A campaigner and artist has launched a new site that hopes to make Google’s image search results more diverse.
At the moment, a search for most generic body parts — like “cute baby” or “arm” — shows people and bodies that are almost entirely white. But as part of a project named World White Web, Johanna Burai hopes to change that.
The almost entirely white results are part of the way that the internet and culture think of whiteness as neutral or the norm, Burai told the Fader.
“This is a crystal clear example of how the norm of whiteness manifests itself—the white body is neutral,” she said. “The search result is just one example of how being white is a norm in society. A lot of people choose to turn a blind eye to the privileges you get simply by being white, as well as to the systematic racism experienced by people of color in their everyday lives.”
To try and change the results, Burai has created a special website called World White Web, which includes six different pictures of non-white hands. By encouraging people to link to and share those images, Burai hopes that they can be pushed up Google’s search rankings, helping increase the racial diversity of those search results.
Users can help by heading to the site and using the built-in buttons to share the pictures on Twitter, Pinterest, Facebook or Google Plus.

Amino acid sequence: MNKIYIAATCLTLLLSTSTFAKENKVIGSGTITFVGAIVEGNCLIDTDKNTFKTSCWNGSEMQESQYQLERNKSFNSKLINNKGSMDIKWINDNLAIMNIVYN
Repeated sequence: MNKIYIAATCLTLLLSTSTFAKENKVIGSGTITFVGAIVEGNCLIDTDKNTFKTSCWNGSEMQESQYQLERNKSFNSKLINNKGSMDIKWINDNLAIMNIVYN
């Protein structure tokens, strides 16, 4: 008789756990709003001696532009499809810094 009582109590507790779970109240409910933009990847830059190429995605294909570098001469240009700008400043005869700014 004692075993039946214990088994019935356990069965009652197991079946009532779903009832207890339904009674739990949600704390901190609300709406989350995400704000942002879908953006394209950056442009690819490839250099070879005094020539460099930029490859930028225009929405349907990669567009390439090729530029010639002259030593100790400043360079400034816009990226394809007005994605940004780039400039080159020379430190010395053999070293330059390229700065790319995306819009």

“Sharing on websites like Facebook, Pinterest and Twitter can boost the ranking on Google,” Burai writes on the site. “Make sure that you make your posts ‘public’ so that others may share them.”
Burai also says that people who write for a newspaper, blog “or if you reach many online readers through other means, be sure to upload these images and to link to worldwhiteweb.net on your site”.
The practise is similar to "Google bombing", where users intentionally link to and share information so that the search engine's algorithms will see them as relevant. That has been used to generate offensive and racist results, as well as the more diverse ones that Burai hopes to encourage.
The campaign is part of Burai’s final project at the Stockholm-based Beckmans College of Design, which she has called World White Web.Reuse content